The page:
Latinas/os in Film and Television?

March 19, 2012

By Susan Mendez    

            Another Oscar season has come and gone and for anyone interested in the representation of people of color in mainstream visual culture or the dramatic arts, it has been a disappointing season once again. This year, the talk was all about how The Help was the controversial film to watch. Yes, this movie did provide the only two African-American actors/actresses up for awards in this year’s Oscar season, but the reality is that the roles that they played were ones of domestic servants. And the larger reality is that The Help was most likely the best choice for finding meaty, starring roles for these actresses. African-American actors and actresses have long dealt with the challenge of making stereotypical near racist roles and stories compelling and worthwhile. This problematic position just highlights the lack of interesting, complex roles for African-American actors and actresses due to the economic reality of supply and demand. Stereotypical stories of hardship are what people will pay to see; thus, they are what movie production companies will financially back. Recently, the backstory on the difficulties that George Lucas had in getting his movie RedTails made became public knowledge as part of the publicity for this film. Red Tails, not the first movie to honor the Tuskegee Airmen and featuring a near-all African-American cast, still faced so many obstacles in production that not even having the name George Lucas attached to the project was enough to get investors. Finally, Lucas became the main financial backer himself. Yet, with all these very public and well-known problems facing the African-American community in getting proper representation in the mainstream visual culture or the dramatic arts, I cannot help but think that the Latina/o community has much work to do even to get to this public and problematic stage in the world of mainstream visual culture.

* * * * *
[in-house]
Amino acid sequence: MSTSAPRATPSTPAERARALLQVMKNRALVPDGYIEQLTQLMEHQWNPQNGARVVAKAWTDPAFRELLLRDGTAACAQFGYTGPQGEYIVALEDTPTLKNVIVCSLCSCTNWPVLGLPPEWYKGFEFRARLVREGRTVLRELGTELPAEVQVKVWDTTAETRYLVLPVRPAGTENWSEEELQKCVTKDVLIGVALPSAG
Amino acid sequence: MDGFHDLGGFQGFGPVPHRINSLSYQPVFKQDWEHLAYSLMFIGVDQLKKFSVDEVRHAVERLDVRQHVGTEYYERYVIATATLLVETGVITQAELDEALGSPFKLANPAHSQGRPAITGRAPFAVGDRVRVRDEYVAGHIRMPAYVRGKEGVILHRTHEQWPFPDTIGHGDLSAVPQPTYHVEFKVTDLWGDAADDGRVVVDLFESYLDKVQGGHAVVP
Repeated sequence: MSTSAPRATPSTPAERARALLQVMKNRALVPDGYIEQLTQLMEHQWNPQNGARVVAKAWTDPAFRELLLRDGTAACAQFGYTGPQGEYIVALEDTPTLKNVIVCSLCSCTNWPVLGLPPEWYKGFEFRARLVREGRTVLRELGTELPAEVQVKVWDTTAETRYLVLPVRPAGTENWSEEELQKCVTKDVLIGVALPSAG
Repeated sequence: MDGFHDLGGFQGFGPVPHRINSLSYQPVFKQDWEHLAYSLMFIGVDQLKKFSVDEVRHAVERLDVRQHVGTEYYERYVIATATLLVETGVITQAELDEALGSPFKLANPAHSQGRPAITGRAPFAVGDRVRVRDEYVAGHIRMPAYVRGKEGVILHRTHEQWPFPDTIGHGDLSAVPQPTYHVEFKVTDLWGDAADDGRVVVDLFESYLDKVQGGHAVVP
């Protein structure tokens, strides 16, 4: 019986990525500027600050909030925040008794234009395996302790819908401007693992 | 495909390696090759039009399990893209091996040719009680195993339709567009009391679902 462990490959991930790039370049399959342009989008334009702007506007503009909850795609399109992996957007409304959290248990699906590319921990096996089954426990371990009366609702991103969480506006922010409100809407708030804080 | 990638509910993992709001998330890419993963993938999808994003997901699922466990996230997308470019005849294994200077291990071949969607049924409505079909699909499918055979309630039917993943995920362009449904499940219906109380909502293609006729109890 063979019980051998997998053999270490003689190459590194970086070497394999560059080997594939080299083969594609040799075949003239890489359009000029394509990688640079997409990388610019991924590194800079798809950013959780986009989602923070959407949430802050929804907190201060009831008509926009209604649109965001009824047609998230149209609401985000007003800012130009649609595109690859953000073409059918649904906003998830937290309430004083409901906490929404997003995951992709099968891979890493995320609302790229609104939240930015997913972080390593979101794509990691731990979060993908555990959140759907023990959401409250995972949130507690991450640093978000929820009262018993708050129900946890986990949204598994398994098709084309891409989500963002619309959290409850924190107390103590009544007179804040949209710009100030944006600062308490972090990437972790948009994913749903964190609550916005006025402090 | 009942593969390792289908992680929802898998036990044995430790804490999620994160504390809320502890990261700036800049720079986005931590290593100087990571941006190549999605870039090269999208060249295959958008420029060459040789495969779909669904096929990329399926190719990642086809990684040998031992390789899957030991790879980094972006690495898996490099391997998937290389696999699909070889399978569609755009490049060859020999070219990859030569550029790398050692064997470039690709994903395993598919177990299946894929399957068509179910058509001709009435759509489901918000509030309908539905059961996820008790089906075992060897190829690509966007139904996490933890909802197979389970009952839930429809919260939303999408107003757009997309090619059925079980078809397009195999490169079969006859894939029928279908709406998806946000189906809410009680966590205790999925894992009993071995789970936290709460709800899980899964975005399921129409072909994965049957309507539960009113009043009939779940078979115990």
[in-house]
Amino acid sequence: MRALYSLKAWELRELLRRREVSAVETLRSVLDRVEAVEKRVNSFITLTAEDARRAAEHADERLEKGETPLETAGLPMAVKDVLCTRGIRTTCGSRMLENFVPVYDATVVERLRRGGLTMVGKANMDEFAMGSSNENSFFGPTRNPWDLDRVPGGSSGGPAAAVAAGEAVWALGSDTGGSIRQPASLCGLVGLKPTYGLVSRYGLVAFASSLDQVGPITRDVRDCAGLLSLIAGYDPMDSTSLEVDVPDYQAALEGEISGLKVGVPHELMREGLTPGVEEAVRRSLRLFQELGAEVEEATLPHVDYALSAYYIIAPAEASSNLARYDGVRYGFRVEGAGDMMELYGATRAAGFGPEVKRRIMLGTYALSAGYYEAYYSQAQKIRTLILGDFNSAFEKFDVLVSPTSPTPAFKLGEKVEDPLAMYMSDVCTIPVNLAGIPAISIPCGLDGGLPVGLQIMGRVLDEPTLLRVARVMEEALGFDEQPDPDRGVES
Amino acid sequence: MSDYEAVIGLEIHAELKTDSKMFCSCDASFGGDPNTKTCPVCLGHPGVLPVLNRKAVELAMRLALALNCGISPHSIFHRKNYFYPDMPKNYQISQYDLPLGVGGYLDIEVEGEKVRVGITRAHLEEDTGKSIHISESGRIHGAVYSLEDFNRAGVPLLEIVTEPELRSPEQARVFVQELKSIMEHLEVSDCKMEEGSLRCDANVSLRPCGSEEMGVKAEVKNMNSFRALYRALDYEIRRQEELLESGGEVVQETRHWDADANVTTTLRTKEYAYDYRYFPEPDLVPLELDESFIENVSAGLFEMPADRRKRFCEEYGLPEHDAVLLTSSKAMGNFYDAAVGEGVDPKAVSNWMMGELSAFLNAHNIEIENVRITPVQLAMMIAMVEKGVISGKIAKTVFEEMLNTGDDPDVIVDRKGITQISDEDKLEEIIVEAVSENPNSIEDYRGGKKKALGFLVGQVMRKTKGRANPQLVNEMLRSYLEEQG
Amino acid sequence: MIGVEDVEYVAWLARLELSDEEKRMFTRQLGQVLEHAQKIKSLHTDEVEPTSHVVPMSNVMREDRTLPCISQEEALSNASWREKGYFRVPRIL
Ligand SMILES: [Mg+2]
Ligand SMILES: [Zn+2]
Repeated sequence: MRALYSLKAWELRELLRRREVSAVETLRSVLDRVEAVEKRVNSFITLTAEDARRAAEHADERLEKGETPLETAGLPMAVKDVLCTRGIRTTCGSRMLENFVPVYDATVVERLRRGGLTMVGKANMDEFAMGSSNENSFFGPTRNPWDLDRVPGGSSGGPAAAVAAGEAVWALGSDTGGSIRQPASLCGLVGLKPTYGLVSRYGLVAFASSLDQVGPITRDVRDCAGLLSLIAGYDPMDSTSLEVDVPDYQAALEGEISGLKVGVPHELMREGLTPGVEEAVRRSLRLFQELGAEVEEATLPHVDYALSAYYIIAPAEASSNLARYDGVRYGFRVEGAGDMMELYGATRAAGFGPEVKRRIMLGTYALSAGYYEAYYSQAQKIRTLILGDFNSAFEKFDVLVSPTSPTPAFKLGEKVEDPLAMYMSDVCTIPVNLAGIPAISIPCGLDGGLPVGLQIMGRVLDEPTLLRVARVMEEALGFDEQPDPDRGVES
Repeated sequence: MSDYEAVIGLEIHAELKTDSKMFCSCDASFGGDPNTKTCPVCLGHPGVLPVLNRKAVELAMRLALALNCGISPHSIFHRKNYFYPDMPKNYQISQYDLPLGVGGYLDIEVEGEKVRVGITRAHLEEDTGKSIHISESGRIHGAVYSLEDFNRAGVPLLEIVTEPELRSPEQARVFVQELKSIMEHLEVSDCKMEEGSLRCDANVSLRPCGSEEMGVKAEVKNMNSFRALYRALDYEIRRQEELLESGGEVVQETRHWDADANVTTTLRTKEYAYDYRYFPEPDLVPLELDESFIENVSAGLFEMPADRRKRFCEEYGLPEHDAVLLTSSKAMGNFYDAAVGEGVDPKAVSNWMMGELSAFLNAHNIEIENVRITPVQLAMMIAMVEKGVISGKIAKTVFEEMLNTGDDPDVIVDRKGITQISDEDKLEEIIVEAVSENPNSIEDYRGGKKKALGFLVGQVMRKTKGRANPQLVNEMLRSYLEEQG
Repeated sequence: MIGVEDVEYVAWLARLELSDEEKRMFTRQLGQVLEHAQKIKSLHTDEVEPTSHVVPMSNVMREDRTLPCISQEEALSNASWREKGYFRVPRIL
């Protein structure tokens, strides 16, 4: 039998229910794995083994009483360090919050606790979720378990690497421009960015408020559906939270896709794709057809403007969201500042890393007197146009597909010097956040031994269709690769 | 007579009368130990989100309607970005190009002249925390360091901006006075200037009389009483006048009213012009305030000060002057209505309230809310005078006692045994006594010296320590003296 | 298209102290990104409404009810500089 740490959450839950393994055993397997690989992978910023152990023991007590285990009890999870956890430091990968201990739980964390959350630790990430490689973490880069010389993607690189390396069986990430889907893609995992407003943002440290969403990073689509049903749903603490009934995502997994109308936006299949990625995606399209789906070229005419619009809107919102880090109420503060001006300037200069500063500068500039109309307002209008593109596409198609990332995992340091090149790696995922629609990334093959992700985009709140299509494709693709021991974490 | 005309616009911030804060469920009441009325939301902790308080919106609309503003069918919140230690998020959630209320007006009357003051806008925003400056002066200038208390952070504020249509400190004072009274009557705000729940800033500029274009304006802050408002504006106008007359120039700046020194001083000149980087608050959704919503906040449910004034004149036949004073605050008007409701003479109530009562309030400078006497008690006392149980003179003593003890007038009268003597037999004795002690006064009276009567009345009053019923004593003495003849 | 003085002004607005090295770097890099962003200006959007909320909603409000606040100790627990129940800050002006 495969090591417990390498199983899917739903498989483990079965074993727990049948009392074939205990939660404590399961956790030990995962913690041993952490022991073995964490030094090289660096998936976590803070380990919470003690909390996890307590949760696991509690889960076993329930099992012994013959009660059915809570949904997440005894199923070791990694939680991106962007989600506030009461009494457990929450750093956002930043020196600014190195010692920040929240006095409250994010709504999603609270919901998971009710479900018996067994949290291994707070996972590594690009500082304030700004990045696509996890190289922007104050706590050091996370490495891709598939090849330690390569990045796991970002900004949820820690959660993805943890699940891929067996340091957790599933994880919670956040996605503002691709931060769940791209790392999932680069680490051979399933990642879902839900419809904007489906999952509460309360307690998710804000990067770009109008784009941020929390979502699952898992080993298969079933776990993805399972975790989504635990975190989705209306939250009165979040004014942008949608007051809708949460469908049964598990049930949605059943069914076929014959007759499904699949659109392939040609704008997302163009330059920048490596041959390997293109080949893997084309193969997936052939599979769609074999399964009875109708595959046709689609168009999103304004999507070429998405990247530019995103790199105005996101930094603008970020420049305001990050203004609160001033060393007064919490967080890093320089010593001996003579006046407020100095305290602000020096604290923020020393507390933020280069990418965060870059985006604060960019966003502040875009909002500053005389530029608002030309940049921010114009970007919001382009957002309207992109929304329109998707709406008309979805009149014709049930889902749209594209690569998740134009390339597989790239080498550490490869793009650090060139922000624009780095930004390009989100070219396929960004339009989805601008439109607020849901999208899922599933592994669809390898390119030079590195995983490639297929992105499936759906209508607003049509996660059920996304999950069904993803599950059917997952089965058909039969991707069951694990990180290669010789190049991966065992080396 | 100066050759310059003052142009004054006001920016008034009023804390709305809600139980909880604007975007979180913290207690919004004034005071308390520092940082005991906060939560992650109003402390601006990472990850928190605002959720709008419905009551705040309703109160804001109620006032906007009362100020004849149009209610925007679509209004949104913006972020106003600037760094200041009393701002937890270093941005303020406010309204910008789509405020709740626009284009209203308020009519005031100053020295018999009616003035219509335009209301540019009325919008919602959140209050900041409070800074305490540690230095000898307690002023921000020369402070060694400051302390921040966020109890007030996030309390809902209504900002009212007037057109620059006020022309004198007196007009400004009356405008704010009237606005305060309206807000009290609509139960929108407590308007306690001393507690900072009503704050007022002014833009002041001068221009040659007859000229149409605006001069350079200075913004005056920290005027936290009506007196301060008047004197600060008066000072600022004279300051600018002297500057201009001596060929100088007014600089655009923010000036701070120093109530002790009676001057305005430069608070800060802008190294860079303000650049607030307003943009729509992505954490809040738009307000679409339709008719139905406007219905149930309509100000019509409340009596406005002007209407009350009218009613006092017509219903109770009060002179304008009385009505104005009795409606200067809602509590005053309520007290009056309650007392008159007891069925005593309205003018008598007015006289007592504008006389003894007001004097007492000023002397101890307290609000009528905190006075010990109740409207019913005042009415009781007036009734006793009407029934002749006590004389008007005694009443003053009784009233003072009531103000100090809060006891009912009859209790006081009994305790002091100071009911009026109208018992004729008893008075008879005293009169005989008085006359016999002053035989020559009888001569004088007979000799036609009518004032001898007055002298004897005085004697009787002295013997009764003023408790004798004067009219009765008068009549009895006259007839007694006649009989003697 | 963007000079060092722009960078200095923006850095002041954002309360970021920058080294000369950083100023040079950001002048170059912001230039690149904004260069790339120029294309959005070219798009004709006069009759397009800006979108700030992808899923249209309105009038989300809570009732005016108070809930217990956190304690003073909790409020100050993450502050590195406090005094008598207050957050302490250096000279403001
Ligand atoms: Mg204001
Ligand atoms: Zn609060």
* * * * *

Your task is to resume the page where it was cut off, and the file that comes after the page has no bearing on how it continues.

When I think of recent mainstream films that highlight the Latina/o experience in the United States, I come up with a very short list. This is possibly because I do not get to teach visual cultural texts often in my classes so the impetus to keep abreast of the latest films is not great in my work. Also, I live and work in a relatively small and not so-diverse town so even just flipping through the local news or arts paper will not keep me up-to-date on Latina/o film. The latest mainstream film related to the Latina/o experience that I can remember was the release of the action parody Machete (2010) with its very clear political commentary on the immigration issue. But other than that film, in the recent past, these are the films that I can recall: QuinceañeraAngel RodriguezWashington HeightsRaising Victor VargasA Day Without a Mexican, El Cantante, Maid in ManhattanGirlfightSelena, Mi Vida LocaThree Burials of Melquiades EstradaPiñero, LonestarAmerican MeMi FamiliaStar Maps, SalsaLa BambaBorn in East L.A., Stand and Deliver, El Norte, and Zoot Suit. These are the movies that I can remember either easily seeing in the theatres or getting a copy of at a local store; this is not meant to be a comprehensive list at all. But even in this sampling of mainstream films that highlight the Latina/o experience in the United States, one can see two patterns: the emphasis on the Chicana/o community in the southwest and the Dominican/Puerto Rican communities in the northeast and the general lack of commercial and/or critical success.  The end result is a grouping of films that do not cover the diversity of the Latina/o community in the United States and that are not successful in any common measurable way. Yet, this discussion, this well-founded lament for complex and diverse roles and stories for the Latina/o community is not as public as it is for African-American community. Why is this so? Furthermore, few recent Oscar seasons have included Latina/o actors, actresses, or films that focus on the Latina/o experience in the United States, with the notable exception of Demián Bichir’s Best Actor nomination this year for A Better Life. It seems that we as a community are behind in having these significant discussions, questions, and concerns brought into the public light. Independent film endeavors and projects are fantastic and worthwhile in getting more critical representations of the Latina/o community circulating, but it is important not to undervalue mainstream visual culture. This is the arena in which various representations of the Latina/o community are easily proliferated and become accessible. This arena includes the world of television but even here, the number and variety of shows and roles that feature Latinas/os and their stories have been disappointing. Television shows such as I Love Lucy, Chico and the ManI Married DoraResurrection BoulevardGeorge LopezCane, and Ugly Betty have been pivotal in gaining representation for Latinas/os, but these stories, for the most part, do not stray far from familiar tales of exotic entertainment or hardshipThe majority of the United States population learns of the different communities within this nation from the world of television and mainstream film. Therefore, the same questions and concerns that dominate the African-American community in the realm of visual culture need to have a central and public presence for the Latina/o community as well.